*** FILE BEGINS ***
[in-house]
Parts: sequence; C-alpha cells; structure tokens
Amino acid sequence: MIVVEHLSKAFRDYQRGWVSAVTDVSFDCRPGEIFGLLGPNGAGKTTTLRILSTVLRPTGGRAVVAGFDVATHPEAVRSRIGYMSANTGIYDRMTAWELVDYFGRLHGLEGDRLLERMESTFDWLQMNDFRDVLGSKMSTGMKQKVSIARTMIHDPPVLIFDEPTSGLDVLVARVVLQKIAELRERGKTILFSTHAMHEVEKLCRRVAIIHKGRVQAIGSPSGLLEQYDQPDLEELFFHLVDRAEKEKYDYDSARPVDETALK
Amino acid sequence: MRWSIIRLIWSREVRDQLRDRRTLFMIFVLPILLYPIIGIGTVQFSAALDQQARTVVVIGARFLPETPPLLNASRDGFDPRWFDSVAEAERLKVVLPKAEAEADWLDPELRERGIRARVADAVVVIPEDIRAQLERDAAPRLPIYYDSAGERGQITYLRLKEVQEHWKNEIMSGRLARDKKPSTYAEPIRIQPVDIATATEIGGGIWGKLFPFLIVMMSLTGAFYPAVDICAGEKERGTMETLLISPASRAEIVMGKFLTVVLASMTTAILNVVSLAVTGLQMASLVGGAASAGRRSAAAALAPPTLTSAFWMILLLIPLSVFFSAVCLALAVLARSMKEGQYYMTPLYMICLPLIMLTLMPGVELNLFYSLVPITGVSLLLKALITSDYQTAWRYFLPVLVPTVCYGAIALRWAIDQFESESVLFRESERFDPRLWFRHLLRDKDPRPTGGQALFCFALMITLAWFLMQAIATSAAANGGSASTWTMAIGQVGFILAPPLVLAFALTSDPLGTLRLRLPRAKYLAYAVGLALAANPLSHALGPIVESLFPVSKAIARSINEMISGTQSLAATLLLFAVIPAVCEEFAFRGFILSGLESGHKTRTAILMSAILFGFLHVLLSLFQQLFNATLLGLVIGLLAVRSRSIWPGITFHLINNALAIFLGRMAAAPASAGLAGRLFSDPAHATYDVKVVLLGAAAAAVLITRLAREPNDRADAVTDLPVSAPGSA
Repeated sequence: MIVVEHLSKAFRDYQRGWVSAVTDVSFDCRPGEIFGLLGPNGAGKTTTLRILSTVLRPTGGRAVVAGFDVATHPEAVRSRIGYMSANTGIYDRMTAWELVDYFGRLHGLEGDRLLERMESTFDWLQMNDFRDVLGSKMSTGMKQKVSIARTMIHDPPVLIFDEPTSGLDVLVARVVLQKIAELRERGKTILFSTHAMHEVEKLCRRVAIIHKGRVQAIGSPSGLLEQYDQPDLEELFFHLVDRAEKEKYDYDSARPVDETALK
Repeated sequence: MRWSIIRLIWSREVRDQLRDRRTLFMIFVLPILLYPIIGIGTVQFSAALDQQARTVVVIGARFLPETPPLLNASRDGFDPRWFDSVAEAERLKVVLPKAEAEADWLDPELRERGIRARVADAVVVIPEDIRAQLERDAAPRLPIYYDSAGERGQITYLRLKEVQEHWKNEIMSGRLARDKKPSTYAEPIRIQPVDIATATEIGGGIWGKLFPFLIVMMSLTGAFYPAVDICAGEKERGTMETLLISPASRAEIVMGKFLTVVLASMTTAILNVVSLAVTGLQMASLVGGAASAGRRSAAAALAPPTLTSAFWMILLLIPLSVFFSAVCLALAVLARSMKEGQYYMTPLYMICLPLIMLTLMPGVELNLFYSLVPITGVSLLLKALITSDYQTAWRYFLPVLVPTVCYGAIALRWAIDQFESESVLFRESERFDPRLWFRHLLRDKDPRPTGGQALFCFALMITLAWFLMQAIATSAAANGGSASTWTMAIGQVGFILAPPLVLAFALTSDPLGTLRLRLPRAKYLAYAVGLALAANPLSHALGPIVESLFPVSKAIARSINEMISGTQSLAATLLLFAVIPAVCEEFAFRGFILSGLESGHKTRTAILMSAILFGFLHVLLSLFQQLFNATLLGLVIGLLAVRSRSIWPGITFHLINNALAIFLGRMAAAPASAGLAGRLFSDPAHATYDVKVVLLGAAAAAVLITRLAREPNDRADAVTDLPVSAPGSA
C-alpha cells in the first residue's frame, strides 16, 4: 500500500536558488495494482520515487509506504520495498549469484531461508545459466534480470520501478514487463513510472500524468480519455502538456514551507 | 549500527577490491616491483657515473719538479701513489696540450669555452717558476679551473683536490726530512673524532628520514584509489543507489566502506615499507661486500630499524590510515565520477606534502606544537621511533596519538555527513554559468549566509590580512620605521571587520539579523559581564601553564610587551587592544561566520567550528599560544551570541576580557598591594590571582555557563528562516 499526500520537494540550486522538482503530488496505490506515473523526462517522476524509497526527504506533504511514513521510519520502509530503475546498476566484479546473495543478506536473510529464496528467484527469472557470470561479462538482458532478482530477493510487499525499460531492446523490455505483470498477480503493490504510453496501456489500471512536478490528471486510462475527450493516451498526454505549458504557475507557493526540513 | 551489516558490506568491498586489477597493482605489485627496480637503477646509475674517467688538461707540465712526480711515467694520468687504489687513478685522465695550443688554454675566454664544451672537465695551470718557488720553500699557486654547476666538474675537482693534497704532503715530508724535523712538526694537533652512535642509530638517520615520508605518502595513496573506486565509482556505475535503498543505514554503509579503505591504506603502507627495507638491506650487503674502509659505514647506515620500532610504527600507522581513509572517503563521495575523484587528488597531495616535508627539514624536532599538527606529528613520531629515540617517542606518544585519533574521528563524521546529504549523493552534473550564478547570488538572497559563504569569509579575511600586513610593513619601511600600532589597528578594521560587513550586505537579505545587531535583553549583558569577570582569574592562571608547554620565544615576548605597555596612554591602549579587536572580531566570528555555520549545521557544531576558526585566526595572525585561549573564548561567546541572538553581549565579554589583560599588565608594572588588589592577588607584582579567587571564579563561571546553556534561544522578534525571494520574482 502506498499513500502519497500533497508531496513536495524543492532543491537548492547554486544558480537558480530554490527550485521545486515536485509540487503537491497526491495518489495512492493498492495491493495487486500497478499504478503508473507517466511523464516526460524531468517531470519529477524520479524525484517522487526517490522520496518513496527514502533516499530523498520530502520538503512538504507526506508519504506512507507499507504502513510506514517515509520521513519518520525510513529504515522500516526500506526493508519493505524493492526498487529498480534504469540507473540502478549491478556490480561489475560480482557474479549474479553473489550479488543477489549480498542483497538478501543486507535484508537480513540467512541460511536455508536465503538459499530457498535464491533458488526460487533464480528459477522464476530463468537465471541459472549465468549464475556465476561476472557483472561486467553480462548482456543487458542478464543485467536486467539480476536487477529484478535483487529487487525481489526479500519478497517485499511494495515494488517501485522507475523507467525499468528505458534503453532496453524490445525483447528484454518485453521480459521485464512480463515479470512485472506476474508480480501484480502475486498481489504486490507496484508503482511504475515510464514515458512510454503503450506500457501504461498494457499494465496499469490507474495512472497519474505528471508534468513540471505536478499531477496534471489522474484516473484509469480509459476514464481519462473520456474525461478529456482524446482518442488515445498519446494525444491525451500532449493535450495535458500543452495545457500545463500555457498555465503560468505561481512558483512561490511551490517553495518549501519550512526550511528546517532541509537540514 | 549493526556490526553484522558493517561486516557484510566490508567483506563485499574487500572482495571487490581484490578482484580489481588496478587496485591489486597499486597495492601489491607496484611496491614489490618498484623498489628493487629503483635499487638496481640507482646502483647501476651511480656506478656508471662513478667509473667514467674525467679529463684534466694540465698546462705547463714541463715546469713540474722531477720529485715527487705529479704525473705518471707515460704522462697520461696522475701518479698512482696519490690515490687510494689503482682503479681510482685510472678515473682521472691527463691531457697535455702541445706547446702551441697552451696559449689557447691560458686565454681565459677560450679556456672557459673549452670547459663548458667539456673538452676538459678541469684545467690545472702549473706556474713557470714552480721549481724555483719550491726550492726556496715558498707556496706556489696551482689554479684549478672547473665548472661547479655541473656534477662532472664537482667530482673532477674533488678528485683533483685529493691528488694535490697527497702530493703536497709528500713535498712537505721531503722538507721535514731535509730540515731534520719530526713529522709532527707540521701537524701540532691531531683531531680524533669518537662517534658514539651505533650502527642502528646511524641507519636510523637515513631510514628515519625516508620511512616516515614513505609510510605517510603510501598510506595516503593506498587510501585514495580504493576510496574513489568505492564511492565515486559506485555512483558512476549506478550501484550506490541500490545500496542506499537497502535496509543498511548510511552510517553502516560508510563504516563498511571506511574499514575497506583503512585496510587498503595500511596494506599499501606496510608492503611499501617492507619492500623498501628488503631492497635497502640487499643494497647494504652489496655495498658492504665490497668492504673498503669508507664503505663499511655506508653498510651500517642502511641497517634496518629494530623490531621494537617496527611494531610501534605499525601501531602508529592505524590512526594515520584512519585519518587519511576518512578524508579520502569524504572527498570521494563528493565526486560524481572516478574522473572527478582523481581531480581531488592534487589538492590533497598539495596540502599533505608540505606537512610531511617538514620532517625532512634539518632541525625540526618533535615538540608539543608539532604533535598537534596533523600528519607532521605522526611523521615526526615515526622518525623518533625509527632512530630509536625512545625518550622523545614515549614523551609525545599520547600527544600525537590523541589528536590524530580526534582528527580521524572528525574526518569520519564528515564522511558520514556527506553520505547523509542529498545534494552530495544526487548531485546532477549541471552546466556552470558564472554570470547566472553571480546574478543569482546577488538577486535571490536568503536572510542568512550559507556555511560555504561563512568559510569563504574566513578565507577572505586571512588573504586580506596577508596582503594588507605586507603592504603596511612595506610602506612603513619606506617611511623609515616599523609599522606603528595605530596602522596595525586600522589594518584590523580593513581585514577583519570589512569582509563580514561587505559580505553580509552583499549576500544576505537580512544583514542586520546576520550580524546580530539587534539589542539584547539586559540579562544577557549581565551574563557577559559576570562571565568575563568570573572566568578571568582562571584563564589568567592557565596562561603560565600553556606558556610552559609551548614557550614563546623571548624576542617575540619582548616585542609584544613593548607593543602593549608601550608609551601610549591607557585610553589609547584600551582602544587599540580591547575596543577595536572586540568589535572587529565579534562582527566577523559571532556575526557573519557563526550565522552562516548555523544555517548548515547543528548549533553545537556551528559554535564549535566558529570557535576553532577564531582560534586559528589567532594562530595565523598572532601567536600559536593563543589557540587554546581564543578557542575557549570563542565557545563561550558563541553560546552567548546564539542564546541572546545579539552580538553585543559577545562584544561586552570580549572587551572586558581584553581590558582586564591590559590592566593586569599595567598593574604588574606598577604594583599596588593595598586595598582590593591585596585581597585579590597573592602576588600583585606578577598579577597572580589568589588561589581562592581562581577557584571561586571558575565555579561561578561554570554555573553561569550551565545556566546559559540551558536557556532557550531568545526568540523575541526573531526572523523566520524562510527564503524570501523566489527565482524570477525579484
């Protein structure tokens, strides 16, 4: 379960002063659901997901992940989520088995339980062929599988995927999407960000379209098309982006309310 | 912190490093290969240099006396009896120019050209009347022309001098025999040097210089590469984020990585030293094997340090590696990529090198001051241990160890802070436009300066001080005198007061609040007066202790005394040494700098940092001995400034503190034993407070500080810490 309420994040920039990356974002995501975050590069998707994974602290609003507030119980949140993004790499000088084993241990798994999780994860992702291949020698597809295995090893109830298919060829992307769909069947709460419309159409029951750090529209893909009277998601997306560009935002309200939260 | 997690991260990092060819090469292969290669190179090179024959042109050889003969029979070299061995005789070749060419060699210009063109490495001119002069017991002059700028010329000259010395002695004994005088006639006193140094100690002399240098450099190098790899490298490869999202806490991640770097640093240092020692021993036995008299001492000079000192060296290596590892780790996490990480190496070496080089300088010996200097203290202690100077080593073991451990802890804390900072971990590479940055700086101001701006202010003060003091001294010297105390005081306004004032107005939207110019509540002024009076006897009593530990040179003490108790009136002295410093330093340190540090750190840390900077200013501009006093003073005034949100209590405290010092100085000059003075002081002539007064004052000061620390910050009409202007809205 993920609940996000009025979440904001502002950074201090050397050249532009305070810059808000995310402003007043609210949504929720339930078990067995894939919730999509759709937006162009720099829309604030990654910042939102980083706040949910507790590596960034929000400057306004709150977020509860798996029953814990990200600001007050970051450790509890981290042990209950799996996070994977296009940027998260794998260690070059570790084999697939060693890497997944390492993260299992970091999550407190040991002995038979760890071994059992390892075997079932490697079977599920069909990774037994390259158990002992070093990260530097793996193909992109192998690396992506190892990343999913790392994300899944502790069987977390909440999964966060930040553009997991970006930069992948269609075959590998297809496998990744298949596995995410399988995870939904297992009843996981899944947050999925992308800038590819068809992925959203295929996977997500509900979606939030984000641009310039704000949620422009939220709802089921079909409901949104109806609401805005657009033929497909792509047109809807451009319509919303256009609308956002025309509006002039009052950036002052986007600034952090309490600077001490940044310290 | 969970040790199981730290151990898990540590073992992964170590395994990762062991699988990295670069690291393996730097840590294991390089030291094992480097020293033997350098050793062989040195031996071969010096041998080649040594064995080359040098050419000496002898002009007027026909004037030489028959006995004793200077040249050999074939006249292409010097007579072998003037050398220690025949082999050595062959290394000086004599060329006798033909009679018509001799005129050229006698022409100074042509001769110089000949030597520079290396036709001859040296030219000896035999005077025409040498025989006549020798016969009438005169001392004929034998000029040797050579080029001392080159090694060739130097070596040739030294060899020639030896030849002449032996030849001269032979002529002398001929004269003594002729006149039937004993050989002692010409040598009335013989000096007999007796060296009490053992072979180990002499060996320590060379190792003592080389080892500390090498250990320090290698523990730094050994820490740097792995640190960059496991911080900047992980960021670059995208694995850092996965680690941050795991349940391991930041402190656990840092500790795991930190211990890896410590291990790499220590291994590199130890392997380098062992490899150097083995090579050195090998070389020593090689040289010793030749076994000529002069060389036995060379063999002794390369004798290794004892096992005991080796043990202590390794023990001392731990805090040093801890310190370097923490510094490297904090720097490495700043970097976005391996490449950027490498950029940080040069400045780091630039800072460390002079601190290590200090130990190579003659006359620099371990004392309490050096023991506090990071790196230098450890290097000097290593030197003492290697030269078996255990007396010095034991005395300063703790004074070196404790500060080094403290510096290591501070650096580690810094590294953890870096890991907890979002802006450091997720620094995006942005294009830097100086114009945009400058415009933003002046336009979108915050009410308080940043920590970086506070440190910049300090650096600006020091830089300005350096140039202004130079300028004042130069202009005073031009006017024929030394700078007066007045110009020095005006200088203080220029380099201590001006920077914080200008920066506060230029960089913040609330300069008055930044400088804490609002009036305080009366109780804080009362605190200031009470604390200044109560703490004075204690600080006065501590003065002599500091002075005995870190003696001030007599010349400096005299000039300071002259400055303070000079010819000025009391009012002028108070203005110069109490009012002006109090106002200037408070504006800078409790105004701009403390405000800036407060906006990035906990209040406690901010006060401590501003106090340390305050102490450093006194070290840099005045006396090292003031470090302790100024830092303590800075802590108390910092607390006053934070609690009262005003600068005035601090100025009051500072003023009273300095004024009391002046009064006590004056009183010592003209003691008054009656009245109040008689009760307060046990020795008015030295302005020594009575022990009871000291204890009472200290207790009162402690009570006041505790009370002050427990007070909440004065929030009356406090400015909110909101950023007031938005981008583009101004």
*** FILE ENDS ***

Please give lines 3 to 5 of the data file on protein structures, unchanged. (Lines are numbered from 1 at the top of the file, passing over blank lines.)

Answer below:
Amino acid sequence: MIVVEHLSKAFRDYQRGWVSAVTDVSFDCRPGEIFGLLGPNGAGKTTTLRILSTVLRPTGGRAVVAGFDVATHPEAVRSRIGYMSANTGIYDRMTAWELVDYFGRLHGLEGDRLLERMESTFDWLQMNDFRDVLGSKMSTGMKQKVSIARTMIHDPPVLIFDEPTSGLDVLVARVVLQKIAELRERGKTILFSTHAMHEVEKLCRRVAIIHKGRVQAIGSPSGLLEQYDQPDLEELFFHLVDRAEKEKYDYDSARPVDETALK
Amino acid sequence: MRWSIIRLIWSREVRDQLRDRRTLFMIFVLPILLYPIIGIGTVQFSAALDQQARTVVVIGARFLPETPPLLNASRDGFDPRWFDSVAEAERLKVVLPKAEAEADWLDPELRERGIRARVADAVVVIPEDIRAQLERDAAPRLPIYYDSAGERGQITYLRLKEVQEHWKNEIMSGRLARDKKPSTYAEPIRIQPVDIATATEIGGGIWGKLFPFLIVMMSLTGAFYPAVDICAGEKERGTMETLLISPASRAEIVMGKFLTVVLASMTTAILNVVSLAVTGLQMASLVGGAASAGRRSAAAALAPPTLTSAFWMILLLIPLSVFFSAVCLALAVLARSMKEGQYYMTPLYMICLPLIMLTLMPGVELNLFYSLVPITGVSLLLKALITSDYQTAWRYFLPVLVPTVCYGAIALRWAIDQFESESVLFRESERFDPRLWFRHLLRDKDPRPTGGQALFCFALMITLAWFLMQAIATSAAANGGSASTWTMAIGQVGFILAPPLVLAFALTSDPLGTLRLRLPRAKYLAYAVGLALAANPLSHALGPIVESLFPVSKAIARSINEMISGTQSLAATLLLFAVIPAVCEEFAFRGFILSGLESGHKTRTAILMSAILFGFLHVLLSLFQQLFNATLLGLVIGLLAVRSRSIWPGITFHLINNALAIFLGRMAAAPASAGLAGRLFSDPAHATYDVKVVLLGAAAAAVLITRLAREPNDRADAVTDLPVSAPGSA
Repeated sequence: MIVVEHLSKAFRDYQRGWVSAVTDVSFDCRPGEIFGLLGPNGAGKTTTLRILSTVLRPTGGRAVVAGFDVATHPEAVRSRIGYMSANTGIYDRMTAWELVDYFGRLHGLEGDRLLERMESTFDWLQMNDFRDVLGSKMSTGMKQKVSIARTMIHDPPVLIFDEPTSGLDVLVARVVLQKIAELRERGKTILFSTHAMHEVEKLCRRVAIIHKGRVQAIGSPSGLLEQYDQPDLEELFFHLVDRAEKEKYDYDSARPVDETALK